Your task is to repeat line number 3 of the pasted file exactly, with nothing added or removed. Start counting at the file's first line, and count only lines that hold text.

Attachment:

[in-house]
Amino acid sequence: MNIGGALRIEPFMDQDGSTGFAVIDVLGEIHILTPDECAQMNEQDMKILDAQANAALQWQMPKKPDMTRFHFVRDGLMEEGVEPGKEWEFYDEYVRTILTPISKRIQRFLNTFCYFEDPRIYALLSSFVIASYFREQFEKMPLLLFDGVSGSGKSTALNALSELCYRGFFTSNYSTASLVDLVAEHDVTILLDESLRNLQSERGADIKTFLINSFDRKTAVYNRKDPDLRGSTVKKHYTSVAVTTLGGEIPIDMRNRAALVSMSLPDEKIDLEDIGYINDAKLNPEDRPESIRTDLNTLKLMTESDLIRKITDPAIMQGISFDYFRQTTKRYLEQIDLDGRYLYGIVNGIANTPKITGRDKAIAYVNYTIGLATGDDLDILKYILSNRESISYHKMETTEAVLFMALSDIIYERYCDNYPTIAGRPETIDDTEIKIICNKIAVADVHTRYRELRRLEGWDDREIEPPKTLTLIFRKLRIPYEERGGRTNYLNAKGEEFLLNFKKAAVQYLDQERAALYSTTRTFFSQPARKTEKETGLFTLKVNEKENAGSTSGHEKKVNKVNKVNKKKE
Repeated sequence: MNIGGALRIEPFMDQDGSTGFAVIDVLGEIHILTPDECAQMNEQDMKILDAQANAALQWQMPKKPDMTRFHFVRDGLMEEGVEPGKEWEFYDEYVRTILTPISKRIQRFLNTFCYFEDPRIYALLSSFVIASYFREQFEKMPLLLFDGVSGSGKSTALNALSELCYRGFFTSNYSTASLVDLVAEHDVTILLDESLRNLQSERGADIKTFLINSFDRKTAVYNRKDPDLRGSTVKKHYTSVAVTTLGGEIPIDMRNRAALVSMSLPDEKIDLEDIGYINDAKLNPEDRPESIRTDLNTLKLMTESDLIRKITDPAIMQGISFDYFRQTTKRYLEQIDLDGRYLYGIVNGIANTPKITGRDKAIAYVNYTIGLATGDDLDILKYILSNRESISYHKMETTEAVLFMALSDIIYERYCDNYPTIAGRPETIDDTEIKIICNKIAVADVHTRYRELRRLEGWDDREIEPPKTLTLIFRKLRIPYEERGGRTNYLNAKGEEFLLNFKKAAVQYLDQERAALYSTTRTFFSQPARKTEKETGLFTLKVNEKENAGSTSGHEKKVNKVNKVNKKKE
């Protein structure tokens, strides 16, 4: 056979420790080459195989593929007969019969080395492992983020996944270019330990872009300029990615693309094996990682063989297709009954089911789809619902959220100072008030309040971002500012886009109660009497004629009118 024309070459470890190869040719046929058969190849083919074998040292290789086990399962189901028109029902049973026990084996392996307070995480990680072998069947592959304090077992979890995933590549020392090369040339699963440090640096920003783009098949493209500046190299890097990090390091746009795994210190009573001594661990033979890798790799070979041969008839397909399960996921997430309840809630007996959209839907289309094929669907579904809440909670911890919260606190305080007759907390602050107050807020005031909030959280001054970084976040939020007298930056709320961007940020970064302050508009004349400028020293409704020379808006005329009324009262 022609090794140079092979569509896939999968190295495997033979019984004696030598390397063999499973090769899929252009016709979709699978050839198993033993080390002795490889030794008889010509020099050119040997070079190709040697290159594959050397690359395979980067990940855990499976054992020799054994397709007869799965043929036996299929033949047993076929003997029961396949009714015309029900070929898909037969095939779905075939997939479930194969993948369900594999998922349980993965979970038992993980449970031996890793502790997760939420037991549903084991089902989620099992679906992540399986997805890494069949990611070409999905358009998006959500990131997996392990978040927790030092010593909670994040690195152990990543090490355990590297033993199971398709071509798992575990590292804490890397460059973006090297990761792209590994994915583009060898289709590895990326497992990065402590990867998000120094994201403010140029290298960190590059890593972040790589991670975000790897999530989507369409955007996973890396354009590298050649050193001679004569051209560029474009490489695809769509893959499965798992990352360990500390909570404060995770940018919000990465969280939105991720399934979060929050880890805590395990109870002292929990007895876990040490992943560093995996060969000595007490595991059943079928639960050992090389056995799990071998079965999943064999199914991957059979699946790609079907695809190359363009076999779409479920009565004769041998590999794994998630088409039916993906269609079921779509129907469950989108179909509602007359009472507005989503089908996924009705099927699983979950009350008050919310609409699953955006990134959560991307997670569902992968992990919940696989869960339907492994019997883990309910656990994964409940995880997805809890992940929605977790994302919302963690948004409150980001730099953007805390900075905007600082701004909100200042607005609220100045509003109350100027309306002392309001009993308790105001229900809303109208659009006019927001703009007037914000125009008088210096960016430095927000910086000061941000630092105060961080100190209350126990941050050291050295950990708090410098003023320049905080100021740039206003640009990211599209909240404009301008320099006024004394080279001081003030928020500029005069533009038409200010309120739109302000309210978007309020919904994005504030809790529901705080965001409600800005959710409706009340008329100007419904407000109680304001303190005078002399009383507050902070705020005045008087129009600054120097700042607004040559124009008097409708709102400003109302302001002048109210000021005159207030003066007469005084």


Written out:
Repeated sequence: MNIGGALRIEPFMDQDGSTGFAVIDVLGEIHILTPDECAQMNEQDMKILDAQANAALQWQMPKKPDMTRFHFVRDGLMEEGVEPGKEWEFYDEYVRTILTPISKRIQRFLNTFCYFEDPRIYALLSSFVIASYFREQFEKMPLLLFDGVSGSGKSTALNALSELCYRGFFTSNYSTASLVDLVAEHDVTILLDESLRNLQSERGADIKTFLINSFDRKTAVYNRKDPDLRGSTVKKHYTSVAVTTLGGEIPIDMRNRAALVSMSLPDEKIDLEDIGYINDAKLNPEDRPESIRTDLNTLKLMTESDLIRKITDPAIMQGISFDYFRQTTKRYLEQIDLDGRYLYGIVNGIANTPKITGRDKAIAYVNYTIGLATGDDLDILKYILSNRESISYHKMETTEAVLFMALSDIIYERYCDNYPTIAGRPETIDDTEIKIICNKIAVADVHTRYRELRRLEGWDDREIEPPKTLTLIFRKLRIPYEERGGRTNYLNAKGEEFLLNFKKAAVQYLDQERAALYSTTRTFFSQPARKTEKETGLFTLKVNEKENAGSTSGHEKKVNKVNKVNKKKE